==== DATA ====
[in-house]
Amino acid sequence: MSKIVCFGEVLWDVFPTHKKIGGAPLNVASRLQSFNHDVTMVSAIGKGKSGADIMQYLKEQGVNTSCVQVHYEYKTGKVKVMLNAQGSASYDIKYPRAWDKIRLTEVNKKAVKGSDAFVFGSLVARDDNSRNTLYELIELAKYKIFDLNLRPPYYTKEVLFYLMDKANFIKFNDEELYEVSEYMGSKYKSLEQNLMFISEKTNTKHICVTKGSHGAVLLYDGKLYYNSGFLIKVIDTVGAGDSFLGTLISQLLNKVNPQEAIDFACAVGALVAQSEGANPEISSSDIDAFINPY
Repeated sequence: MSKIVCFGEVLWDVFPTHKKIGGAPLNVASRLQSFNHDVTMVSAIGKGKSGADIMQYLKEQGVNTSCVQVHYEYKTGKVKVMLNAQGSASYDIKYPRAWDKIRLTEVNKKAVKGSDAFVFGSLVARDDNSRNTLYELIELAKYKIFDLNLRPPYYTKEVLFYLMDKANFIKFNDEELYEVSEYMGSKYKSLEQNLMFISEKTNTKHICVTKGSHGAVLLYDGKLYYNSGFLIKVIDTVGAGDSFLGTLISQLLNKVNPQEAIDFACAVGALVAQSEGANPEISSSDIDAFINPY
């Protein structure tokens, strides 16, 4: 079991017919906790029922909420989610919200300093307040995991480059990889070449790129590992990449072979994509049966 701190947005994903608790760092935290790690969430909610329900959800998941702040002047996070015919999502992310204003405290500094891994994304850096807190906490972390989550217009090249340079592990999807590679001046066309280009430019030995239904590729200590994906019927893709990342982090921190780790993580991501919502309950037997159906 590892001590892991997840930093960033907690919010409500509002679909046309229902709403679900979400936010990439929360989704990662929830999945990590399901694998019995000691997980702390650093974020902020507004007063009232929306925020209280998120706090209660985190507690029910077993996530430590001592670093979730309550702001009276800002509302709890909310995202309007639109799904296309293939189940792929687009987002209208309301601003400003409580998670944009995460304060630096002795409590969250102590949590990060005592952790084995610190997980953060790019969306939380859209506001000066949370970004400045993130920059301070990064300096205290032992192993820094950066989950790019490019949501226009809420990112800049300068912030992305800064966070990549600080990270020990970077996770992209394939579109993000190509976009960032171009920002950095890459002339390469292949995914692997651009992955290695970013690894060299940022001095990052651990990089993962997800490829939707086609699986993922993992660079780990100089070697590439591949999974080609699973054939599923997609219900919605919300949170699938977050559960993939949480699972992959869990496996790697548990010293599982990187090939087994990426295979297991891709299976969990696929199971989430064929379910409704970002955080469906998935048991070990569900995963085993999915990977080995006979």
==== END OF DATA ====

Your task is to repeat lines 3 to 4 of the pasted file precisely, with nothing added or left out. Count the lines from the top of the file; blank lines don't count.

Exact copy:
Repeated sequence: MSKIVCFGEVLWDVFPTHKKIGGAPLNVASRLQSFNHDVTMVSAIGKGKSGADIMQYLKEQGVNTSCVQVHYEYKTGKVKVMLNAQGSASYDIKYPRAWDKIRLTEVNKKAVKGSDAFVFGSLVARDDNSRNTLYELIELAKYKIFDLNLRPPYYTKEVLFYLMDKANFIKFNDEELYEVSEYMGSKYKSLEQNLMFISEKTNTKHICVTKGSHGAVLLYDGKLYYNSGFLIKVIDTVGAGDSFLGTLISQLLNKVNPQEAIDFACAVGALVAQSEGANPEISSSDIDAFINPY
């Protein structure tokens, strides 16, 4: 079991017919906790029922909420989610919200300093307040995991480059990889070449790129590992990449072979994509049966 701190947005994903608790760092935290790690969430909610329900959800998941702040002047996070015919999502992310204003405290500094891994994304850096807190906490972390989550217009090249340079592990999807590679001046066309280009430019030995239904590729200590994906019927893709990342982090921190780790993580991501919502309950037997159906 590892001590892991997840930093960033907690919010409500509002679909046309229902709403679900979400936010990439929360989704990662929830999945990590399901694998019995000691997980702390650093974020902020507004007063009232929306925020209280998120706090209660985190507690029910077993996530430590001592670093979730309550702001009276800002509302709890909310995202309007639109799904296309293939189940792929687009987002209208309301601003400003409580998670944009995460304060630096002795409590969250102590949590990060005592952790084995610190997980953060790019969306939380859209506001000066949370970004400045993130920059301070990064300096205290032992192993820094950066989950790019490019949501226009809420990112800049300068912030992305800064966070990549600080990270020990970077996770992209394939579109993000190509976009960032171009920002950095890459002339390469292949995914692997651009992955290695970013690894060299940022001095990052651990990089993962997800490829939707086609699986993922993992660079780990100089070697590439591949999974080609699973054939599923997609219900919605919300949170699938977050559960993939949480699972992959869990496996790697548990010293599982990187090939087994990426295979297991891709299976969990696929199971989430064929379910409704970002955080469906998935048991070990569900995963085993999915990977080995006979």